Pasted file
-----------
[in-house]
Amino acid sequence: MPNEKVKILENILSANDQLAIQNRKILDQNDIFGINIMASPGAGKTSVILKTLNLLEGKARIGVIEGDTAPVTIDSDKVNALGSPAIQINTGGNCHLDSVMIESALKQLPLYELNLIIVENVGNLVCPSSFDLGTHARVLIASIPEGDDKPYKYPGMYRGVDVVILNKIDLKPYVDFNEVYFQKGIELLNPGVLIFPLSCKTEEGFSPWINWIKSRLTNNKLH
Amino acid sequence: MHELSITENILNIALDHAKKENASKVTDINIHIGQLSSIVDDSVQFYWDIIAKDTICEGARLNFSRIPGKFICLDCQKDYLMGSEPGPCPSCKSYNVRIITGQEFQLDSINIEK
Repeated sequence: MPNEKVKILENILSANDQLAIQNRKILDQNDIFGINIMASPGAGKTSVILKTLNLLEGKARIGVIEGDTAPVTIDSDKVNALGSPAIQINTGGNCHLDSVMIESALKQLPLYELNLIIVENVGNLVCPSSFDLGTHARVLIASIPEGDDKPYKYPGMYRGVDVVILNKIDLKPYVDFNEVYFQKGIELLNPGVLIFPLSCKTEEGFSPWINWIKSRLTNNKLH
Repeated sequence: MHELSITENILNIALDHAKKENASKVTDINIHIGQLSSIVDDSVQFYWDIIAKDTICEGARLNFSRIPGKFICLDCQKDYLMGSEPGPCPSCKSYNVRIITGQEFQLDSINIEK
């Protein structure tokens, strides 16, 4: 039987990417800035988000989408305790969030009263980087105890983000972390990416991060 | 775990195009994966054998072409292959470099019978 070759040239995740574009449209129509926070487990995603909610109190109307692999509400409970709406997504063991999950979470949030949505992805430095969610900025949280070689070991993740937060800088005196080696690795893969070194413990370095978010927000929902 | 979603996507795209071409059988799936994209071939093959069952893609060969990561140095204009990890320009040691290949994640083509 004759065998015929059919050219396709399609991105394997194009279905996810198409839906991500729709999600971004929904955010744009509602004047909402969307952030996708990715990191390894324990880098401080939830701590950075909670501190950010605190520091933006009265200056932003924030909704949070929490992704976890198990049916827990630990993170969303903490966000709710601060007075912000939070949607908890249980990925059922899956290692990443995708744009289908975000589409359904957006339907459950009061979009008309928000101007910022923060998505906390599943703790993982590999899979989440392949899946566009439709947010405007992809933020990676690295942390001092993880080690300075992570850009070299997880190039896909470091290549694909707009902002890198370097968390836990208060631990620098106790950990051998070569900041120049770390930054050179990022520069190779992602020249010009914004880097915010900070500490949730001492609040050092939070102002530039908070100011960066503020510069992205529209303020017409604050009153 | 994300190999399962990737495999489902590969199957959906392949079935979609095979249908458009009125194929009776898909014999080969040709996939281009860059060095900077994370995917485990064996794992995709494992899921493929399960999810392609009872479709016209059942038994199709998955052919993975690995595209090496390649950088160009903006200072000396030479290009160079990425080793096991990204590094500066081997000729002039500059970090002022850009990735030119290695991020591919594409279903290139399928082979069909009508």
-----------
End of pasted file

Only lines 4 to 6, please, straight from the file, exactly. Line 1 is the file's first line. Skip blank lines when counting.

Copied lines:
Repeated sequence: MPNEKVKILENILSANDQLAIQNRKILDQNDIFGINIMASPGAGKTSVILKTLNLLEGKARIGVIEGDTAPVTIDSDKVNALGSPAIQINTGGNCHLDSVMIESALKQLPLYELNLIIVENVGNLVCPSSFDLGTHARVLIASIPEGDDKPYKYPGMYRGVDVVILNKIDLKPYVDFNEVYFQKGIELLNPGVLIFPLSCKTEEGFSPWINWIKSRLTNNKLH
Repeated sequence: MHELSITENILNIALDHAKKENASKVTDINIHIGQLSSIVDDSVQFYWDIIAKDTICEGARLNFSRIPGKFICLDCQKDYLMGSEPGPCPSCKSYNVRIITGQEFQLDSINIEK
């Protein structure tokens, strides 16, 4: 039987990417800035988000989408305790969030009263980087105890983000972390990416991060 | 775990195009994966054998072409292959470099019978 070759040239995740574009449209129509926070487990995603909610109190109307692999509400409970709406997504063991999950979470949030949505992805430095969610900025949280070689070991993740937060800088005196080696690795893969070194413990370095978010927000929902 | 979603996507795209071409059988799936994209071939093959069952893609060969990561140095204009990890320009040691290949994640083509 004759065998015929059919050219396709399609991105394997194009279905996810198409839906991500729709999600971004929904955010744009509602004047909402969307952030996708990715990191390894324990880098401080939830701590950075909670501190950010605190520091933006009265200056932003924030909704949070929490992704976890198990049916827990630990993170969303903490966000709710601060007075912000939070949607908890249980990925059922899956290692990443995708744009289908975000589409359904957006339907459950009061979009008309928000101007910022923060998505906390599943703790993982590999899979989440392949899946566009439709947010405007992809933020990676690295942390001092993880080690300075992570850009070299997880190039896909470091290549694909707009902002890198370097968390836990208060631990620098106790950990051998070569900041120049770390930054050179990022520069190779992602020249010009914004880097915010900070500490949730001492609040050092939070102002530039908070100011960066503020510069992205529209303020017409604050009153 | 994300190999399962990737495999489902590969199957959906392949079935979609095979249908458009009125194929009776898909014999080969040709996939281009860059060095900077994370995917485990064996794992995709494992899921493929399960999810392609009872479709016209059942038994199709998955052919993975690995595209090496390649950088160009903006200072000396030479290009160079990425080793096991990204590094500066081997000729002039500059970090002022850009990735030119290695991020591919594409279903290139399928082979069909009508």